In the Spotlight: Refugee Mentor Dauphine Sloan
Published on April 13, 2018
Dauphine Sloan teaches International Development at Tulane University, which most often focuses on the developing world, but has also recently turned a lens to local development as well. Currently, one of her courses focuses on migrant refugees and development.
At Tulane, students’ curriculum has a service learning component that that requires them to complete a set number of service hours in order to graduate. Dauphine wanted to begin volunteering, too, but something always seemed to be in the way – she didn’t know how to get involved, she didn’t have the time, etc.
Last fall, Valerie Cesar, CCANO’s Refugee Services Community Outreach Coordinator, herself an alumna of Tulane, emailed Dauphine to see if she had any contacts who spoke Arabic, Farsi and a number of other languages.
While Dauphine didn’t know anyone with those skills, she finally saw her chance to serve!
In October of 2017, Dauphine was assigned to mentor a family who had recently arrived in New Orleans from Syria. The family, a married couple with two young daughters, spoke little to no English. In Syria, the father had been studying journalism. Here, he was lucky to quickly find work as a painter.
After they arrived, Dauphine took time to explore their new home with them; visiting the French Quarter, aquarium, zoo, bayous and other interesting spots.
Once a week, she meets with the family to address their needs, which include practicing their English, helping the girls with their homework, deciphering any mail they’ve received and a number of other tasks.
She also helps them navigate the healthcare system. Recently, the father was experiencing pain in his foot that was causing him to limp. Dauphine worked with him to get an MRI, go to the pharmacy and get the issue diagnosed and repaired.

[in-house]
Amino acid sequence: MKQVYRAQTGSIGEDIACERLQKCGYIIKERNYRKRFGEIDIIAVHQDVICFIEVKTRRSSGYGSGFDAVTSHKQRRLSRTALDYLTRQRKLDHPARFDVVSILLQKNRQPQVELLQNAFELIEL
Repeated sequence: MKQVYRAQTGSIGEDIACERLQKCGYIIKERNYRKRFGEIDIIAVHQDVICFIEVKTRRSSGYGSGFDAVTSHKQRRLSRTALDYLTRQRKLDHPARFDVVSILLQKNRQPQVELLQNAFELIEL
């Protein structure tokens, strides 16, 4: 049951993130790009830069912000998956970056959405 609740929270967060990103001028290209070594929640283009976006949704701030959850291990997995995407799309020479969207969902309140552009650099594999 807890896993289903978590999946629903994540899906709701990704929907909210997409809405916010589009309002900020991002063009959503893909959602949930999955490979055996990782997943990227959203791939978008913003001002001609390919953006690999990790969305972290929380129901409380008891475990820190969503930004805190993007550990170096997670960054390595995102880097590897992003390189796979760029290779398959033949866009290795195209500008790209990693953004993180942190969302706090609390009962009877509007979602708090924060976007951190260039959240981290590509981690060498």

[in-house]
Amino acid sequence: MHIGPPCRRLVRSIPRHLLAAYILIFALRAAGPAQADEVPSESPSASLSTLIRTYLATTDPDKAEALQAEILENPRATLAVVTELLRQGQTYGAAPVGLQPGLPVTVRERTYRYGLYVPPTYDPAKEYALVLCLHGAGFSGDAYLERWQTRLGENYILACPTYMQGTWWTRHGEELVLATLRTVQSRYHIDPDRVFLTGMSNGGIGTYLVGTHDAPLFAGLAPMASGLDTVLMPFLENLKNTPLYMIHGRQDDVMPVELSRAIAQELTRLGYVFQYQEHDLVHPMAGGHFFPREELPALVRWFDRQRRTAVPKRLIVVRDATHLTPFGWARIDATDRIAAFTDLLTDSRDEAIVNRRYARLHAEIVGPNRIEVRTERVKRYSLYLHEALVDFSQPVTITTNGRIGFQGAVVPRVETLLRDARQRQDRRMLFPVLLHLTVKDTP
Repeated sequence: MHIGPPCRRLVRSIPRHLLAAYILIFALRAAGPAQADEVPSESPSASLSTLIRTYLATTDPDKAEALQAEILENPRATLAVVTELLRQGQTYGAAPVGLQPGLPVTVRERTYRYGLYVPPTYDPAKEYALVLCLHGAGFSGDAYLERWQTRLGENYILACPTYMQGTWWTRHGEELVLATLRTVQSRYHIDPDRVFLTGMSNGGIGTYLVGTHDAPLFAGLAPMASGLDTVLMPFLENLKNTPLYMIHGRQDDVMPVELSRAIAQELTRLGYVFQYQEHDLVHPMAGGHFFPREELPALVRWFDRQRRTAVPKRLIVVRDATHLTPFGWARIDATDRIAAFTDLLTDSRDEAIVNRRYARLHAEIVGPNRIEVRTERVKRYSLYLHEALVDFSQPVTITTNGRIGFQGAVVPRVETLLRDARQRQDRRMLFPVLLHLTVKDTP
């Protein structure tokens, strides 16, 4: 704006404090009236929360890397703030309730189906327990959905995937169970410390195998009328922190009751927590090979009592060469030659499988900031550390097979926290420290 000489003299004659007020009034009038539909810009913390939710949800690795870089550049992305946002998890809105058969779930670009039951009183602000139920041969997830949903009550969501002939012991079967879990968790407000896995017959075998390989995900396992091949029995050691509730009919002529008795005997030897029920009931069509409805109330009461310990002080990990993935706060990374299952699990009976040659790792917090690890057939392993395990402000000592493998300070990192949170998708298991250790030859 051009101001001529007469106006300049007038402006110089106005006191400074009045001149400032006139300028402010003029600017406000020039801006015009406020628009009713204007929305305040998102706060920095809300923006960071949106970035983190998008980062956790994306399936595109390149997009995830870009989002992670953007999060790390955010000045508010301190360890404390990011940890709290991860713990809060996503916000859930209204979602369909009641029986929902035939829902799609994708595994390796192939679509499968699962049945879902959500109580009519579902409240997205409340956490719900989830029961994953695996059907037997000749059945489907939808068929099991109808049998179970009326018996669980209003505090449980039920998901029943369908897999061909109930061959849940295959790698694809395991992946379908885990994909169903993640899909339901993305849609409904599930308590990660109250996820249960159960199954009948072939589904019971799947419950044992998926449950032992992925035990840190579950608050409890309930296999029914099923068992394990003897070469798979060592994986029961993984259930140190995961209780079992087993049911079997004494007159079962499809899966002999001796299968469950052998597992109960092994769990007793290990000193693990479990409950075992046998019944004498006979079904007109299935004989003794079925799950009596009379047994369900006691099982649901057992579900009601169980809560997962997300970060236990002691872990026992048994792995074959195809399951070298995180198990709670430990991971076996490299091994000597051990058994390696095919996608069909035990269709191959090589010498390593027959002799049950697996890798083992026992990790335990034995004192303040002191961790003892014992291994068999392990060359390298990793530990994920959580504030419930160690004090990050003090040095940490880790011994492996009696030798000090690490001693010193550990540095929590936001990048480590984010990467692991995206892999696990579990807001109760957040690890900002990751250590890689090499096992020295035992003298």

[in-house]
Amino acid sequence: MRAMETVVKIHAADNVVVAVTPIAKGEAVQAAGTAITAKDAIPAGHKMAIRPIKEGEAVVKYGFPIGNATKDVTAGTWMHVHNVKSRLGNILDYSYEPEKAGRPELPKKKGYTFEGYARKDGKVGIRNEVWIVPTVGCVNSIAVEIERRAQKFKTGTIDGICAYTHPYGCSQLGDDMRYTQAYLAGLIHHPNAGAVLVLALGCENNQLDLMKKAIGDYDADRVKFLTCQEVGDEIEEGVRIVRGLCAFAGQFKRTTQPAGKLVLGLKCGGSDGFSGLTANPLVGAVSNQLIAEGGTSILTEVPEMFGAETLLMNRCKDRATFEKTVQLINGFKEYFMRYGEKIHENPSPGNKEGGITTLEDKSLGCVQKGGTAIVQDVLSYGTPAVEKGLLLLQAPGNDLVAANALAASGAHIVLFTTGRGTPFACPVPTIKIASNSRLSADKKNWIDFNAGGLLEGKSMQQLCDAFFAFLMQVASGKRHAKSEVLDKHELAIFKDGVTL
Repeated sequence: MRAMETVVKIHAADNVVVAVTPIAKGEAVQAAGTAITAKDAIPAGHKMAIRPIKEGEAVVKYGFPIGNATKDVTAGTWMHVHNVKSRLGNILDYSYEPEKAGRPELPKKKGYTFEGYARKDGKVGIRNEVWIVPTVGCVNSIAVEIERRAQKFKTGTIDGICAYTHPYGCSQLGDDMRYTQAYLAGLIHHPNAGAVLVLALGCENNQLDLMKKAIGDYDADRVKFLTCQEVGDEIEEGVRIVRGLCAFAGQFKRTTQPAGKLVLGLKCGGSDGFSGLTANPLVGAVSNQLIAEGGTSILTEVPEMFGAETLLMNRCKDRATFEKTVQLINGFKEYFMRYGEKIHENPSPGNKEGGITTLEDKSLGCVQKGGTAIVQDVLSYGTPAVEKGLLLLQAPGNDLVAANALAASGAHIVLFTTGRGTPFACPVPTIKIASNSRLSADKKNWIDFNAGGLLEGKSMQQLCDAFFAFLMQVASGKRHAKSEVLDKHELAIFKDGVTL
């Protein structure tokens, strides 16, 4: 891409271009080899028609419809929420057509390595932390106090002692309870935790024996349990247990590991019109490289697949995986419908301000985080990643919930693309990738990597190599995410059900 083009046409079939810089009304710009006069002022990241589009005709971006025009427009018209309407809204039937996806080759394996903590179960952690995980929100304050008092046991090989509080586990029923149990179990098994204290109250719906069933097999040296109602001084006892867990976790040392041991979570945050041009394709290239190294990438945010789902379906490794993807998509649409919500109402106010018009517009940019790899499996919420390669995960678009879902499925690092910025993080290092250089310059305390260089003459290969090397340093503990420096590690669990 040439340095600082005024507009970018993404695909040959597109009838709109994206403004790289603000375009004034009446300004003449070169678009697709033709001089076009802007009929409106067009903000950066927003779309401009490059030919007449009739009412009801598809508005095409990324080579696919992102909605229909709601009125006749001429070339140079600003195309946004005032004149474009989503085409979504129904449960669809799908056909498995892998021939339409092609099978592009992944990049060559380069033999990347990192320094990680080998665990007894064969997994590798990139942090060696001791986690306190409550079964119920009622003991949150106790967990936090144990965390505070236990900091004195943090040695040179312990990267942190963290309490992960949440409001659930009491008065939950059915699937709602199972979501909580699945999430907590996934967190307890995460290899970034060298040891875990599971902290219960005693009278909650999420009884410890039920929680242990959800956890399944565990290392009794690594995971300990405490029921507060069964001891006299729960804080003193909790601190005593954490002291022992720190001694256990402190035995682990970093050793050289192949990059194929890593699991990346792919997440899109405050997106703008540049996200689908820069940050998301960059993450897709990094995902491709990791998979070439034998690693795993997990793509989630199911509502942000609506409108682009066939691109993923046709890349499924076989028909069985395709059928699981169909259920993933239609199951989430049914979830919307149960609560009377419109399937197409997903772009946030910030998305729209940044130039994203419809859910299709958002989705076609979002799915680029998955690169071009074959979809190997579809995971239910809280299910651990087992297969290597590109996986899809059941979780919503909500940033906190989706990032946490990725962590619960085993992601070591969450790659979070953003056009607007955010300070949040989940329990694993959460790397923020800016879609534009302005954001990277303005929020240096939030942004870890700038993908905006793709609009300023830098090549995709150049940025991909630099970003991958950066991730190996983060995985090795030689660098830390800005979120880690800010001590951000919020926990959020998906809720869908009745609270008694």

While the family is struggling to continue adapting to their new home and a different way of life, Dauphine says they are making great strides – especially the young girls. They’re picking up English at an amazing pace. They’re even starting to act as interpreters for their mother, who is now expecting her third child!
“Almost every time I go there, there’s a tense atmosphere – a lot of anxiety, which is understandable. Just by talking to them for a few hours – which isn’t easy because I don’t speak their language and they don’t speak mine – all the tension is gone,” she said of her weekly visits to her mentee family.
Dauphine says her favorite part of mentoring this family has been becoming real friends with each of them. “I thought I’d learn about their culture and what they went through, but for that I think we need to continue to get to know each other better,” she shared.
The thing they need most to continue their progress, she says, is English as a Second Language (ESL) programs adapted to their native Arabic. In the meantime, she’s excited to continue mentoring this family to help them become self-sufficient and truly feel at home here in New Orleans.
Thank you for your service, Dauphine!Back to top